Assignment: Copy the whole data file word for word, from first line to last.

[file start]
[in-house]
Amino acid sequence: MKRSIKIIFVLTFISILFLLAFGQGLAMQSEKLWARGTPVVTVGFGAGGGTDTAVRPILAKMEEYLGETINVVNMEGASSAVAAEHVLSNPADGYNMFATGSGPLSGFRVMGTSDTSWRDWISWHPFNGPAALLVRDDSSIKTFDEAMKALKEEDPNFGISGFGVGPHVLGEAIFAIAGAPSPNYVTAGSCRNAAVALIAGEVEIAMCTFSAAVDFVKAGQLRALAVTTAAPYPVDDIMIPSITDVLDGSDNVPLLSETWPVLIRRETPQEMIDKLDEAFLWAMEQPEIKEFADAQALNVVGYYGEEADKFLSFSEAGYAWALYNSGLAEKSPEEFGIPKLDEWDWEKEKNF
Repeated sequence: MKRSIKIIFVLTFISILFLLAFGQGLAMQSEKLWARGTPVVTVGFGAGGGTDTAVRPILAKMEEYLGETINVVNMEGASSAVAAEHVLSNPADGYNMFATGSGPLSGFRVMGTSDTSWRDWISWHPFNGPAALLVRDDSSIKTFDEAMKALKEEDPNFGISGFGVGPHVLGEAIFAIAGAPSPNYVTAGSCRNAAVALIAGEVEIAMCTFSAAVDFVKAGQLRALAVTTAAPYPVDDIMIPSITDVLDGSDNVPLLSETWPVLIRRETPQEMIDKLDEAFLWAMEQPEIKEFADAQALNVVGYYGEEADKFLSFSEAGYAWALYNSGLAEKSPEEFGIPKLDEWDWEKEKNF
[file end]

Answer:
[in-house]
Amino acid sequence: MKRSIKIIFVLTFISILFLLAFGQGLAMQSEKLWARGTPVVTVGFGAGGGTDTAVRPILAKMEEYLGETINVVNMEGASSAVAAEHVLSNPADGYNMFATGSGPLSGFRVMGTSDTSWRDWISWHPFNGPAALLVRDDSSIKTFDEAMKALKEEDPNFGISGFGVGPHVLGEAIFAIAGAPSPNYVTAGSCRNAAVALIAGEVEIAMCTFSAAVDFVKAGQLRALAVTTAAPYPVDDIMIPSITDVLDGSDNVPLLSETWPVLIRRETPQEMIDKLDEAFLWAMEQPEIKEFADAQALNVVGYYGEEADKFLSFSEAGYAWALYNSGLAEKSPEEFGIPKLDEWDWEKEKNF
Repeated sequence: MKRSIKIIFVLTFISILFLLAFGQGLAMQSEKLWARGTPVVTVGFGAGGGTDTAVRPILAKMEEYLGETINVVNMEGASSAVAAEHVLSNPADGYNMFATGSGPLSGFRVMGTSDTSWRDWISWHPFNGPAALLVRDDSSIKTFDEAMKALKEEDPNFGISGFGVGPHVLGEAIFAIAGAPSPNYVTAGSCRNAAVALIAGEVEIAMCTFSAAVDFVKAGQLRALAVTTAAPYPVDDIMIPSITDVLDGSDNVPLLSETWPVLIRRETPQEMIDKLDEAFLWAMEQPEIKEFADAQALNVVGYYGEEADKFLSFSEAGYAWALYNSGLAEKSPEEFGIPKLDEWDWEKEKNF